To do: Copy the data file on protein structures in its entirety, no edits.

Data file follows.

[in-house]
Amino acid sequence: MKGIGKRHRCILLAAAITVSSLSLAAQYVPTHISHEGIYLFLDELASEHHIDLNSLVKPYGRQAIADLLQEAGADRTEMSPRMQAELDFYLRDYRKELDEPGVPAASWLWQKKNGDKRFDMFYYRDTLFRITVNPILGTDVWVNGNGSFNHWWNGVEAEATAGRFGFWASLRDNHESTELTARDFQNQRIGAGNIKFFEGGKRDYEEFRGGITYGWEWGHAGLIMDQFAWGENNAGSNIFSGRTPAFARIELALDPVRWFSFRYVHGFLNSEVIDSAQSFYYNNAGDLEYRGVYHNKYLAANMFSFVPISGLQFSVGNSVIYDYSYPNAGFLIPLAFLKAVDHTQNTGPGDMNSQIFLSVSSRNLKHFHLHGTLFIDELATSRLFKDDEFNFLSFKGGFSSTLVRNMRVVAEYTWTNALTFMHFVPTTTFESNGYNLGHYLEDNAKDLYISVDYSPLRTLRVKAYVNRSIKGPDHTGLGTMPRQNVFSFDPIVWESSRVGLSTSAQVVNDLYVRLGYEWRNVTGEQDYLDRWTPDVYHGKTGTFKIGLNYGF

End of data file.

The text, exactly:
[in-house]
Amino acid sequence: MKGIGKRHRCILLAAAITVSSLSLAAQYVPTHISHEGIYLFLDELASEHHIDLNSLVKPYGRQAIADLLQEAGADRTEMSPRMQAELDFYLRDYRKELDEPGVPAASWLWQKKNGDKRFDMFYYRDTLFRITVNPILGTDVWVNGNGSFNHWWNGVEAEATAGRFGFWASLRDNHESTELTARDFQNQRIGAGNIKFFEGGKRDYEEFRGGITYGWEWGHAGLIMDQFAWGENNAGSNIFSGRTPAFARIELALDPVRWFSFRYVHGFLNSEVIDSAQSFYYNNAGDLEYRGVYHNKYLAANMFSFVPISGLQFSVGNSVIYDYSYPNAGFLIPLAFLKAVDHTQNTGPGDMNSQIFLSVSSRNLKHFHLHGTLFIDELATSRLFKDDEFNFLSFKGGFSSTLVRNMRVVAEYTWTNALTFMHFVPTTTFESNGYNLGHYLEDNAKDLYISVDYSPLRTLRVKAYVNRSIKGPDHTGLGTMPRQNVFSFDPIVWESSRVGLSTSAQVVNDLYVRLGYEWRNVTGEQDYLDRWTPDVYHGKTGTFKIGLNYGF